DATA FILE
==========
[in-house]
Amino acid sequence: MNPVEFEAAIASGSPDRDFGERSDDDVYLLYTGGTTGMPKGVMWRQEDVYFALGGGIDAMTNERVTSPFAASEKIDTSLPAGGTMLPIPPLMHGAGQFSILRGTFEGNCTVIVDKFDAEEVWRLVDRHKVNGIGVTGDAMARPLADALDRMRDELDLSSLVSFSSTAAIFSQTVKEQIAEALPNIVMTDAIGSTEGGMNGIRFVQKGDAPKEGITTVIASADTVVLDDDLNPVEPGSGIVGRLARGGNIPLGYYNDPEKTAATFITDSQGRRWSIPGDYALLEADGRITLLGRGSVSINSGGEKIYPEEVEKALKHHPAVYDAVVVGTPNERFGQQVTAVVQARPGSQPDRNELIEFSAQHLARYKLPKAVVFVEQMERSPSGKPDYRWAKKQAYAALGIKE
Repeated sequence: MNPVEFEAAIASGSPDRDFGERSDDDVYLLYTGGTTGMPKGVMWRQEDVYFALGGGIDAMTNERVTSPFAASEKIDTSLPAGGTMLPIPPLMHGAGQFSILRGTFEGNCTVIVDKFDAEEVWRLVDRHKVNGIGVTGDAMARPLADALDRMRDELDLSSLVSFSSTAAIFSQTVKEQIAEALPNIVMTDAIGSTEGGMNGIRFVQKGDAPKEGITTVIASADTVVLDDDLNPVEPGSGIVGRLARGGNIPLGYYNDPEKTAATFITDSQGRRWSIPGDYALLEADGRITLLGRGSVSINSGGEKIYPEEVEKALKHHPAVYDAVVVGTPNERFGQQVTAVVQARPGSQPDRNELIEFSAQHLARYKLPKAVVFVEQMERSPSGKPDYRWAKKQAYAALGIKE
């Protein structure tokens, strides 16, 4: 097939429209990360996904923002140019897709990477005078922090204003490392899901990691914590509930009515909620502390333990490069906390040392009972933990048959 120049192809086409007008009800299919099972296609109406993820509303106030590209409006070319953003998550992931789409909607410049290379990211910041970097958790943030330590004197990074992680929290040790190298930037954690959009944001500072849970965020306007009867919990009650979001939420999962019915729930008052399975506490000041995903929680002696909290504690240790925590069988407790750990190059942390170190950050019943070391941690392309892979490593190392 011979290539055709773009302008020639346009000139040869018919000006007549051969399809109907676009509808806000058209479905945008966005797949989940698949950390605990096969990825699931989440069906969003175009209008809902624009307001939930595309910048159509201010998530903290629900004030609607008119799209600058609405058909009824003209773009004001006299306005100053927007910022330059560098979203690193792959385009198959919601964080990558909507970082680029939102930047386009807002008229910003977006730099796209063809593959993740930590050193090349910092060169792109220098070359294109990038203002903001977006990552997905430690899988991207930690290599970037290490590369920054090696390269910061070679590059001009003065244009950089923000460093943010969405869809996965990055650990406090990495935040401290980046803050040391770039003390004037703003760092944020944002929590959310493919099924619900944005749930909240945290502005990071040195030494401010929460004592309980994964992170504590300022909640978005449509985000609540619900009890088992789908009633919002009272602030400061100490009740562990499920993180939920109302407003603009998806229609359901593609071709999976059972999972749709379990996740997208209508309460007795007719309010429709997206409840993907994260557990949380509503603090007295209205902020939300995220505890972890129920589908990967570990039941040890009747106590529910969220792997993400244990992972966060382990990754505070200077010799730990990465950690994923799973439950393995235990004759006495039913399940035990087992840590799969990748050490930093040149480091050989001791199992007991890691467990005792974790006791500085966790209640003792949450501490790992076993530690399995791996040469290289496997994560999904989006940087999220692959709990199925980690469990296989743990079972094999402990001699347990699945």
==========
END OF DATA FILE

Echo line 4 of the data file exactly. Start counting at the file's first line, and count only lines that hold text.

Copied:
């Protein structure tokens, strides 16, 4: 097939429209990360996904923002140019897709990477005078922090204003490392899901990691914590509930009515909620502390333990490069906390040392009972933990048959 120049192809086409007008009800299919099972296609109406993820509303106030590209409006070319953003998550992931789409909607410049290379990211910041970097958790943030330590004197990074992680929290040790190298930037954690959009944001500072849970965020306007009867919990009650979001939420999962019915729930008052399975506490000041995903929680002696909290504690240790925590069988407790750990190059942390170190950050019943070391941690392309892979490593190392 011979290539055709773009302008020639346009000139040869018919000006007549051969399809109907676009509808806000058209479905945008966005797949989940698949950390605990096969990825699931989440069906969003175009209008809902624009307001939930595309910048159509201010998530903290629900004030609607008119799209600058609405058909009824003209773009004001006299306005100053927007910022330059560098979203690193792959385009198959919601964080990558909507970082680029939102930047386009807002008229910003977006730099796209063809593959993740930590050193090349910092060169792109220098070359294109990038203002903001977006990552997905430690899988991207930690290599970037290490590369920054090696390269910061070679590059001009003065244009950089923000460093943010969405869809996965990055650990406090990495935040401290980046803050040391770039003390004037703003760092944020944002929590959310493919099924619900944005749930909240945290502005990071040195030494401010929460004592309980994964992170504590300022909640978005449509985000609540619900009890088992789908009633919002009272602030400061100490009740562990499920993180939920109302407003603009998806229609359901593609071709999976059972999972749709379990996740997208209508309460007795007719309010429709997206409840993907994260557990949380509503603090007295209205902020939300995220505890972890129920589908990967570990039941040890009747106590529910969220792997993400244990992972966060382990990754505070200077010799730990990465950690994923799973439950393995235990004759006495039913399940035990087992840590799969990748050490930093040149480091050989001791199992007991890691467990005792974790006791500085966790209640003792949450501490790992076993530690399995791996040469290289496997994560999904989006940087999220692959709990199925980690469990296989743990079972094999402990001699347990699945």